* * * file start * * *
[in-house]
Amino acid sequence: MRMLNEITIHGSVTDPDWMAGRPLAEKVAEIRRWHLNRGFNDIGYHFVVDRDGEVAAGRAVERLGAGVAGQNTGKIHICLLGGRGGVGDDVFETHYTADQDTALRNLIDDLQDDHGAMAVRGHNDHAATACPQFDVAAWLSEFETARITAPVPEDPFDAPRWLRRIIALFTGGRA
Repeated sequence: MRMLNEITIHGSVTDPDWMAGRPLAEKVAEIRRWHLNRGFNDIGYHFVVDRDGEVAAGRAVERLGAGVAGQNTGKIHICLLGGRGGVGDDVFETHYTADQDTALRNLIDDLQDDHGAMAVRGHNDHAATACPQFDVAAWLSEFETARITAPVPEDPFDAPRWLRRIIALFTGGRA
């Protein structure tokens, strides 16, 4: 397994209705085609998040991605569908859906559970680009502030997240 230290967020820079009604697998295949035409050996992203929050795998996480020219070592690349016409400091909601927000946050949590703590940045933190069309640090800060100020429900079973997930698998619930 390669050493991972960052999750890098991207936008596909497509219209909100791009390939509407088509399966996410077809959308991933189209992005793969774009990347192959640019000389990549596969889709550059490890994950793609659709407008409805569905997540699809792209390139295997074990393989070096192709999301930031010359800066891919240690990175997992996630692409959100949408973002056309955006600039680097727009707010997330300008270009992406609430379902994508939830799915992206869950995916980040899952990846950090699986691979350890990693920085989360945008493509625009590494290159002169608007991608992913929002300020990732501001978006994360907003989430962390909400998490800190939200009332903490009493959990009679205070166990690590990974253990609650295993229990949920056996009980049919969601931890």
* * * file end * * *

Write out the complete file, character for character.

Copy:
[in-house]
Amino acid sequence: MRMLNEITIHGSVTDPDWMAGRPLAEKVAEIRRWHLNRGFNDIGYHFVVDRDGEVAAGRAVERLGAGVAGQNTGKIHICLLGGRGGVGDDVFETHYTADQDTALRNLIDDLQDDHGAMAVRGHNDHAATACPQFDVAAWLSEFETARITAPVPEDPFDAPRWLRRIIALFTGGRA
Repeated sequence: MRMLNEITIHGSVTDPDWMAGRPLAEKVAEIRRWHLNRGFNDIGYHFVVDRDGEVAAGRAVERLGAGVAGQNTGKIHICLLGGRGGVGDDVFETHYTADQDTALRNLIDDLQDDHGAMAVRGHNDHAATACPQFDVAAWLSEFETARITAPVPEDPFDAPRWLRRIIALFTGGRA
């Protein structure tokens, strides 16, 4: 397994209705085609998040991605569908859906559970680009502030997240 230290967020820079009604697998295949035409050996992203929050795998996480020219070592690349016409400091909601927000946050949590703590940045933190069309640090800060100020429900079973997930698998619930 390669050493991972960052999750890098991207936008596909497509219209909100791009390939509407088509399966996410077809959308991933189209992005793969774009990347192959640019000389990549596969889709550059490890994950793609659709407008409805569905997540699809792209390139295997074990393989070096192709999301930031010359800066891919240690990175997992996630692409959100949408973002056309955006600039680097727009707010997330300008270009992406609430379902994508939830799915992206869950995916980040899952990846950090699986691979350890990693920085989360945008493509625009590494290159002169608007991608992913929002300020990732501001978006994360907003989430962390909400998490800190939200009332903490009493959990009679205070166990690590990974253990609650295993229990949920056996009980049919969601931890």